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Over a third of our food supply is dependent on these animals, primarily insects, which distribute pollen from one plant to another. In fact, pollinators are directly responsible for adding 24 billion dollars to the US economy every year(1). Pollinators are essential in preserving global food security, not only for humans but for the many native animals that depend on fruit and seed bearing plants for their survival. Native pollinators including bumble bees and ground nesting bees are affected by the same ills that befall honeybees, which are not native. While honey bees are important pollinators of commercial food crops, native bees are necessary for pollination of the native species with which they evolved. They are responsible for providing food for indigenous birds, mammals and other animals, so native pollinators must not be left out of the conversation.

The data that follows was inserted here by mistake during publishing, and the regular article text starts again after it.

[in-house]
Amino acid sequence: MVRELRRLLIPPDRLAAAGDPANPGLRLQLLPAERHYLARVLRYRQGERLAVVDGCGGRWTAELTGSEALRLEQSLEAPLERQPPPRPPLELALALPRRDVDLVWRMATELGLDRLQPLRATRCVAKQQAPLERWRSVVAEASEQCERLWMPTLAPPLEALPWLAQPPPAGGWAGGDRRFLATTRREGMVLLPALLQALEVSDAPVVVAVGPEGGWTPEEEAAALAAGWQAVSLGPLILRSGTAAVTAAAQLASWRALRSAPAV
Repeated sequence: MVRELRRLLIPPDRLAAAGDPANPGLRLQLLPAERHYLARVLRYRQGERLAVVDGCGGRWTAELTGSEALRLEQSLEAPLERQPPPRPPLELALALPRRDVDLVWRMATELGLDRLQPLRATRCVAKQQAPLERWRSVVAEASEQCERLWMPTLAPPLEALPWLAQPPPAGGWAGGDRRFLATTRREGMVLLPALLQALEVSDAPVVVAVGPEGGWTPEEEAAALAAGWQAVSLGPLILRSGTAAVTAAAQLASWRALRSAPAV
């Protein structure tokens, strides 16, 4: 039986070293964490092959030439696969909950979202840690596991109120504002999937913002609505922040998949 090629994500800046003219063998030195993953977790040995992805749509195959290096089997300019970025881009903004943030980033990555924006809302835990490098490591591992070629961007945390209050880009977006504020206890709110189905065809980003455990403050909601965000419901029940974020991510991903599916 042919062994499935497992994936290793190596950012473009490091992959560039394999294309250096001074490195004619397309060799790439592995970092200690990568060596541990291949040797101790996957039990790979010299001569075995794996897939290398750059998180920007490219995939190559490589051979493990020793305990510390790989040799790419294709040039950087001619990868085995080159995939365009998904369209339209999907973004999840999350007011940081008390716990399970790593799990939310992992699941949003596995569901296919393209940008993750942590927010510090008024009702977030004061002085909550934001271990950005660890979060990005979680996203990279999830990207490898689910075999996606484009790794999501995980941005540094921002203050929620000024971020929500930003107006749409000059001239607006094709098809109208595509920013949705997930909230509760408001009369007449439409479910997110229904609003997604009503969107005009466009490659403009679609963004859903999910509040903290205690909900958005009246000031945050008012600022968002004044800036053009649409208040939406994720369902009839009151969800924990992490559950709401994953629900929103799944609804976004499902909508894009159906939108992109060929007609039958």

Pollinator populations are in rapid decline and habitat loss is the key factor contributing to this alarming trend. In Nebraska 99% of our native tall grass ecosystem has been lost to farming, urbanization, and infrastructure. In fact, the US National Park Service concluded that the Tall Grass Prairie is one of the world’s most endangered ecosystems. Therefore, by simply planting native plants in your gardens and landscapes, you can be an important part of the fight to save your own food supply and that of the many creatures that depend on seed bearing plants and the habitat they provide.
How to Create Habitat for Pollinators
Use the search bar on the right to find pollinator plants and pollinator mixes to help get you started.
(1) White House Press Release Office of the Press Secretary, Fact Sheet: The Economic challenge Posed by Declining Pollinator Populations. June 20, 2014